I recently ran across this post by Brian Lagunas quite by accident whilst searching for some controls, which I happily found in the Extended WPF Toolkit. It’s almost daily now that the particular problem of presenting users with feedback about the status of some background task is necessary. For a while now the System.Threading.Tasks namespace has made it relatively easy for .NET developers to work asynchronously. Presentations at //build/ focused on a lot on the languages and tooling upcoming in the Microsoft stack that will make this even easier. At some point we may be running many background tasks to retrieve information or process data, each of which might contribute to some visual indicator to the user that the system is working. But we certainly don’t want a screen full of busy indicators cluttering the application. So what would a framework look like where many asynchronous operations might contribute to some common global indicator?
I wrote up a quick jig to simulate how this might work out. Using MVVMLight or similar framework it’s trivial to create a system where busy messages are sent when tasks start and finally complete. By responding to these messages and doing some simple counting, a single busy indicator on the UI can handle any number of background tasks.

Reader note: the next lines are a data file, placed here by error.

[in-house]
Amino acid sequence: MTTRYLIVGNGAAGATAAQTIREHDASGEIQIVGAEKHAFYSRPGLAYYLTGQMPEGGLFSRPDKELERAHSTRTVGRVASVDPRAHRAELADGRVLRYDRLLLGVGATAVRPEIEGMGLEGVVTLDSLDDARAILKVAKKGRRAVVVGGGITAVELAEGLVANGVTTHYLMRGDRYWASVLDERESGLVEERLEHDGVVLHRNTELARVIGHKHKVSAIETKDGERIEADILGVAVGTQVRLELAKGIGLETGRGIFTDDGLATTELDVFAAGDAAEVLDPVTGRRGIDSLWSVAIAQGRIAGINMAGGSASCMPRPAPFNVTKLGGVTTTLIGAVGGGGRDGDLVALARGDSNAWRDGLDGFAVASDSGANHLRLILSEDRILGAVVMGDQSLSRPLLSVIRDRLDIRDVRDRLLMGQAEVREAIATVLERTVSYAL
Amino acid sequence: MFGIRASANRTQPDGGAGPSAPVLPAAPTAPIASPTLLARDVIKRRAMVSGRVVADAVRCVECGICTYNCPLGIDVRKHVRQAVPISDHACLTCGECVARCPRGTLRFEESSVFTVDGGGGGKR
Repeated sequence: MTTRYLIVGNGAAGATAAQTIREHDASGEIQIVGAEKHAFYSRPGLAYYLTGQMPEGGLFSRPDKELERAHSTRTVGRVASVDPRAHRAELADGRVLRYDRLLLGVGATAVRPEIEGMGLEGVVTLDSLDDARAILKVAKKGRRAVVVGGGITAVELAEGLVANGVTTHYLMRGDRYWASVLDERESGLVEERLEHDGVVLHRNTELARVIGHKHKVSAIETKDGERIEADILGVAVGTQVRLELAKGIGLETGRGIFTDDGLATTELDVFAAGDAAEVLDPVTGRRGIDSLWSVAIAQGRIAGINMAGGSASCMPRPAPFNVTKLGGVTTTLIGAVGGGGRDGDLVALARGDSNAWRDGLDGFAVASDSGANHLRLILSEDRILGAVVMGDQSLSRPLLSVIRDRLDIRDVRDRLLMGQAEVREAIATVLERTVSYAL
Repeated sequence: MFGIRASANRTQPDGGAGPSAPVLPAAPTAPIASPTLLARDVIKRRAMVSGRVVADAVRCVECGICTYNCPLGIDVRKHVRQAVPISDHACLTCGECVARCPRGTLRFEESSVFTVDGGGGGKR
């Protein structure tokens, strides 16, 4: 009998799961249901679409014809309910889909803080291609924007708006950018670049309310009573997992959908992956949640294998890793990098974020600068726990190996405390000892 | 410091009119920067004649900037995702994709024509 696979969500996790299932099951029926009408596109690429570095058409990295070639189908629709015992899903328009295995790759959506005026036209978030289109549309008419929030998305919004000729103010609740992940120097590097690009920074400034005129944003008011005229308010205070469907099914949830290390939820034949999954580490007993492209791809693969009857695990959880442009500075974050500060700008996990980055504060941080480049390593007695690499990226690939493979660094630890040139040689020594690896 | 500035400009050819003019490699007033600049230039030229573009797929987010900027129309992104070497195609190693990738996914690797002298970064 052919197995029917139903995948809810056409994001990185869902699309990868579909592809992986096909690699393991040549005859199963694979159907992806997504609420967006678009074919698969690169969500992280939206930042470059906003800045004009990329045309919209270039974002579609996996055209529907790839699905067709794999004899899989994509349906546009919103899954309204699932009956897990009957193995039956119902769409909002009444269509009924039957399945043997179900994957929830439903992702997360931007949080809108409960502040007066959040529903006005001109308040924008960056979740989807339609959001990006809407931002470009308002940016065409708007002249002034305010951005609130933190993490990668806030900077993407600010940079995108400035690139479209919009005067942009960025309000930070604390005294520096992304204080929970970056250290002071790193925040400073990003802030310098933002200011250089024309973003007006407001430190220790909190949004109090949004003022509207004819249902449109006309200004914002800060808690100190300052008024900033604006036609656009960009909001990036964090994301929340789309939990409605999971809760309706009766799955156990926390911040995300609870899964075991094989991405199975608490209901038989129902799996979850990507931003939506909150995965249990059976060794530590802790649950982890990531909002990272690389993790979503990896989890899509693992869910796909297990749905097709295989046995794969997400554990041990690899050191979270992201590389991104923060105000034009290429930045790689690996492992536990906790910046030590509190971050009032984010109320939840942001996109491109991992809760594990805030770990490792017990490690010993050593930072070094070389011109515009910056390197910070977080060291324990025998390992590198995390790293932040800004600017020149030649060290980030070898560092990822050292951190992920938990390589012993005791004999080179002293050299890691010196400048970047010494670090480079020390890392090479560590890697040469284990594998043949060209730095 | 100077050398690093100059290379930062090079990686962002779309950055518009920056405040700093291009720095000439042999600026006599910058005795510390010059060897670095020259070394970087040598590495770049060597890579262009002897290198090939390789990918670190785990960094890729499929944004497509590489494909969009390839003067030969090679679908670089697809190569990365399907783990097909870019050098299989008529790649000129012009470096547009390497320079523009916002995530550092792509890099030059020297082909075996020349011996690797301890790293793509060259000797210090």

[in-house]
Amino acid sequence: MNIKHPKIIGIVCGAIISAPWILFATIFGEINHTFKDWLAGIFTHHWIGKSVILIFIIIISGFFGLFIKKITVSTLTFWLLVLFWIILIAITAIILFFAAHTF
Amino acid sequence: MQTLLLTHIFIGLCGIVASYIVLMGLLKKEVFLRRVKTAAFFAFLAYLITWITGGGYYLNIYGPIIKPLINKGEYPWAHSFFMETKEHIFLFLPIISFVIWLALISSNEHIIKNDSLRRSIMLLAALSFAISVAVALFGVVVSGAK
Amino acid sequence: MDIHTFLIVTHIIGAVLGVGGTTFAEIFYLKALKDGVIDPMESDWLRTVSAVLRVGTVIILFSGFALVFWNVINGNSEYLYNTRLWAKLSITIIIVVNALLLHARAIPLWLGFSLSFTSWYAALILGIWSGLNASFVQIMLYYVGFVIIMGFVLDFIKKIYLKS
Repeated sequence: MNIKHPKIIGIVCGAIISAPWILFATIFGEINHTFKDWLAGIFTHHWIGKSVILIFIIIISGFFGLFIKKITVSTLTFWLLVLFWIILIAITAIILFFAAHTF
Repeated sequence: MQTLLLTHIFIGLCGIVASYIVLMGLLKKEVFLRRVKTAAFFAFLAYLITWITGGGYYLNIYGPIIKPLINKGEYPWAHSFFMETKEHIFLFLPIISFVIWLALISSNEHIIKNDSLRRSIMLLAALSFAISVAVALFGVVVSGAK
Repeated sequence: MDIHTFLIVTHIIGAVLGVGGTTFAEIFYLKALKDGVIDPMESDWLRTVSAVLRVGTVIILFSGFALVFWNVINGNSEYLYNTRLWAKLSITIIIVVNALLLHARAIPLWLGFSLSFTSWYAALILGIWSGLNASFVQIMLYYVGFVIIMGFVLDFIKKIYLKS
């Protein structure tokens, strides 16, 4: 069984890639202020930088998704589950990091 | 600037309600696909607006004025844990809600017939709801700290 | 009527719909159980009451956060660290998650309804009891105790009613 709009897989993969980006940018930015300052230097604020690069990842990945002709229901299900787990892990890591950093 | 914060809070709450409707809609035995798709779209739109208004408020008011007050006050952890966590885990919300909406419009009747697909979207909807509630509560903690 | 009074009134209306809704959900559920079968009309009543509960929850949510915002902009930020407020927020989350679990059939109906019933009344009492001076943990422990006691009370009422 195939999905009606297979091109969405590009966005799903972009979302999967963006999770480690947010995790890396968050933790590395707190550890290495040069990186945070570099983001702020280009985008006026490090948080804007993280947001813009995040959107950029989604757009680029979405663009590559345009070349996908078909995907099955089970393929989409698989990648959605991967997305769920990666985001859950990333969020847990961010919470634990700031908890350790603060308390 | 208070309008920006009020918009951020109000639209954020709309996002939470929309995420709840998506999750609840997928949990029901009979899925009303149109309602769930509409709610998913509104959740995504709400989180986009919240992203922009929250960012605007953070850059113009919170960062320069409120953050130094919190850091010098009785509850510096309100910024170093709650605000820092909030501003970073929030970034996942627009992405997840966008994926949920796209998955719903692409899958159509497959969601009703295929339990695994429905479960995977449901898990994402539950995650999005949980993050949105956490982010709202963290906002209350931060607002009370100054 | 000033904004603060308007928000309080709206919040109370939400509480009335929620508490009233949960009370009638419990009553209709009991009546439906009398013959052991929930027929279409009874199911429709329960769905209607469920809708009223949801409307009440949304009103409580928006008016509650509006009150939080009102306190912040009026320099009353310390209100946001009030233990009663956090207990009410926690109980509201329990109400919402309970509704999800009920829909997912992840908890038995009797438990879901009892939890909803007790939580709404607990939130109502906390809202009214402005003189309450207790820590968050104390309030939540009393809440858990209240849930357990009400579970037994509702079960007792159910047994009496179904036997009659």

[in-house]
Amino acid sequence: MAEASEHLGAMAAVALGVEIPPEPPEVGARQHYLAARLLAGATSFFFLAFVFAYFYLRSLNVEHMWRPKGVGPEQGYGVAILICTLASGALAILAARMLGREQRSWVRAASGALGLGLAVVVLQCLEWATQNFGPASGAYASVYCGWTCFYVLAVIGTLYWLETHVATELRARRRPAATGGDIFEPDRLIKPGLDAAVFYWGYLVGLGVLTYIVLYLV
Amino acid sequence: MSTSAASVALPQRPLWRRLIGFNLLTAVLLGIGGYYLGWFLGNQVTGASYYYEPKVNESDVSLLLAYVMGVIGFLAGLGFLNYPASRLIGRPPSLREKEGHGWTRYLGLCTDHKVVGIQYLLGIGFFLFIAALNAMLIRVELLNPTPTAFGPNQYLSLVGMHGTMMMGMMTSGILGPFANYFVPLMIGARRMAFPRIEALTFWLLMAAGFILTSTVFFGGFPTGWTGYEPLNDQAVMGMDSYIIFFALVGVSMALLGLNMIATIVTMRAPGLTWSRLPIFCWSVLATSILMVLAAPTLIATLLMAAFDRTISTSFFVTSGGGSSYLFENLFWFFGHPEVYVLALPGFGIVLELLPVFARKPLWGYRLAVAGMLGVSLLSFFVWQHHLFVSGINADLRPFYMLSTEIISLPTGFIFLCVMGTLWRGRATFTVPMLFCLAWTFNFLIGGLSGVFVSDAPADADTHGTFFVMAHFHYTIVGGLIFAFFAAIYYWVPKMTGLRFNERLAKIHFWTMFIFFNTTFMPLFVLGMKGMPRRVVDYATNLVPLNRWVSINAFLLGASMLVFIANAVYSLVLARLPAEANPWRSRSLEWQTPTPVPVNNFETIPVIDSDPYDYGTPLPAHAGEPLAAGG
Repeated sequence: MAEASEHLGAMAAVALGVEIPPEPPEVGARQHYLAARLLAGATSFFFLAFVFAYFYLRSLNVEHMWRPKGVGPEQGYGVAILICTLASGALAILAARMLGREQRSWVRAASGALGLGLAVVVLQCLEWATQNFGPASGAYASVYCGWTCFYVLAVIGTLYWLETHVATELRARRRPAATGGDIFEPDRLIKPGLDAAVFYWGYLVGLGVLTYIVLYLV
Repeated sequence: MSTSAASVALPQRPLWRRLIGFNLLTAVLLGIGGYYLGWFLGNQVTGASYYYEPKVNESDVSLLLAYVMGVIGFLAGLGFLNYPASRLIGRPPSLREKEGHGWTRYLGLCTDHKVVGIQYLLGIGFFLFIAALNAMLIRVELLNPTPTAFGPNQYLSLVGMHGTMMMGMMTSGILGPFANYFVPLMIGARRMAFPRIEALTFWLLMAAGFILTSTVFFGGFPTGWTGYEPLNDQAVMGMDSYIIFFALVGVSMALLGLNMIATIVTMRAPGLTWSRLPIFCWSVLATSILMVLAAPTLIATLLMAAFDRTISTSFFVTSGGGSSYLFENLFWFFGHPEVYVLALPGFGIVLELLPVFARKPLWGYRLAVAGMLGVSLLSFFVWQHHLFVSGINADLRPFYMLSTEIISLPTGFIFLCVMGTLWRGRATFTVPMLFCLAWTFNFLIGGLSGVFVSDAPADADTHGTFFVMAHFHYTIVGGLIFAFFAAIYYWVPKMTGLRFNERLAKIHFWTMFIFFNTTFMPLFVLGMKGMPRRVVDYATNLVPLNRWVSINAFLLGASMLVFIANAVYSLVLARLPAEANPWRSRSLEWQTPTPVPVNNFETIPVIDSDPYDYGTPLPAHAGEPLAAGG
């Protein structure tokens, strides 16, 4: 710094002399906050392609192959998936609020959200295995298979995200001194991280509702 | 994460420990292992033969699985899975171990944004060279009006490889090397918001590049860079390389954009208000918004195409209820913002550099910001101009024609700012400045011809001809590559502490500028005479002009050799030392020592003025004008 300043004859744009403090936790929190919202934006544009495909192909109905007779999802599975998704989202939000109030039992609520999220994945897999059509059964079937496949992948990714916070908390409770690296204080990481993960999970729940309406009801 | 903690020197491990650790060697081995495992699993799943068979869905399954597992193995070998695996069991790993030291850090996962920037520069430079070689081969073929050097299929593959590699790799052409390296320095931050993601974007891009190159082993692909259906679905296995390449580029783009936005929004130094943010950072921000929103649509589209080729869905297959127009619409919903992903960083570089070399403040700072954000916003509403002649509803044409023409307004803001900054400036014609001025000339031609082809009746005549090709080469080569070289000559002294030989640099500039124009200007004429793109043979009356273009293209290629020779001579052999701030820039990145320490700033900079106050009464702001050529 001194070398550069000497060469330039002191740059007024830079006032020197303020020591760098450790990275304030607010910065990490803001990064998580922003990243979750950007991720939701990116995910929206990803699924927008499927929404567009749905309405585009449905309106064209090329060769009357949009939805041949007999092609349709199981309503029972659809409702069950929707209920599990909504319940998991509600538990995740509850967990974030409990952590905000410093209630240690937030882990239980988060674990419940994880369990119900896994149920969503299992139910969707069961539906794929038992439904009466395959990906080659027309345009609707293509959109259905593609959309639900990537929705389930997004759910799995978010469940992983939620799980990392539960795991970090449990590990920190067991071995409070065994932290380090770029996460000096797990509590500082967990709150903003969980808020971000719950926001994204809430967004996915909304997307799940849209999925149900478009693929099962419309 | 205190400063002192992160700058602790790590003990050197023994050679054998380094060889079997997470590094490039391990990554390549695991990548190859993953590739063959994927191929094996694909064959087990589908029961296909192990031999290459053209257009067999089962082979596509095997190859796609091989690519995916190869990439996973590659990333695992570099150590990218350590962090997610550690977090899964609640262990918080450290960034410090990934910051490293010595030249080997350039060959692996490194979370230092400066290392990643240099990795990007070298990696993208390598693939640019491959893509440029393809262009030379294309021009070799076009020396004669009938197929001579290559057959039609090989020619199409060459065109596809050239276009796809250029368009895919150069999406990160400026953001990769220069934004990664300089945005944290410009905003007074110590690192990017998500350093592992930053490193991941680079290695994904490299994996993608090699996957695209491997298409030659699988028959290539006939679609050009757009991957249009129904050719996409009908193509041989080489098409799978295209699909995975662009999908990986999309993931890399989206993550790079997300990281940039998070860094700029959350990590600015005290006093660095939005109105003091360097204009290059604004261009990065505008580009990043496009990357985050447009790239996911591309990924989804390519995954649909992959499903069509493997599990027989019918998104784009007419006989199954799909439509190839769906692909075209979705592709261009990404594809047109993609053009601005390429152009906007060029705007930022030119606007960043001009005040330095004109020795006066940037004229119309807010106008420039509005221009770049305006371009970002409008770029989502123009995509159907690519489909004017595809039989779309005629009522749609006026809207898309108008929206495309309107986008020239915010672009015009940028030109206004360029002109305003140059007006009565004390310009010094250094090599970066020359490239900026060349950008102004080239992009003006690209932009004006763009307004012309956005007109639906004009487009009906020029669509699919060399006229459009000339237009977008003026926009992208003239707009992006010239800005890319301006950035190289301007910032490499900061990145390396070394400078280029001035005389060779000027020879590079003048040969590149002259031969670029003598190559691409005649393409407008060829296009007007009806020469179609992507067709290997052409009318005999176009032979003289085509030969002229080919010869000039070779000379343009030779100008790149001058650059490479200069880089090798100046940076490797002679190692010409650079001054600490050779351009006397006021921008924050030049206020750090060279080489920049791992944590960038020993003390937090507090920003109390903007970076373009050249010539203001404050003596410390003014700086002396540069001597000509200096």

The app supplies two buttons that simulate starting a list of tasks. In this example all they are doing in the background is waiting.
When they start start, each task sends a message indicating the IsBusy indicator should be displayed while some work is being done. So, for each button press 10 background tasks are started, and until they are all completed the busy indicator will remain displayed. The management of the busy messages is all done in the BusyIndicatorViewModel supporting the UI element.
private int _busyCount = 0;
private object _sync = new object();
private void ReferenceCountedBusyEnabler(bool isBusy)
_busyCount += (isBusy ? 1 : -1);
if (_busyCount < 0)
_busyCount = 0;
Util.ExecuteViaCurrentDispatcher(() => IsBusy = _busyCount > 0);
In this way any number of independent tasks can be tracked in a decoupled manner. The code is here, if you’re so inclined. ThreadingBusyIndicator.zip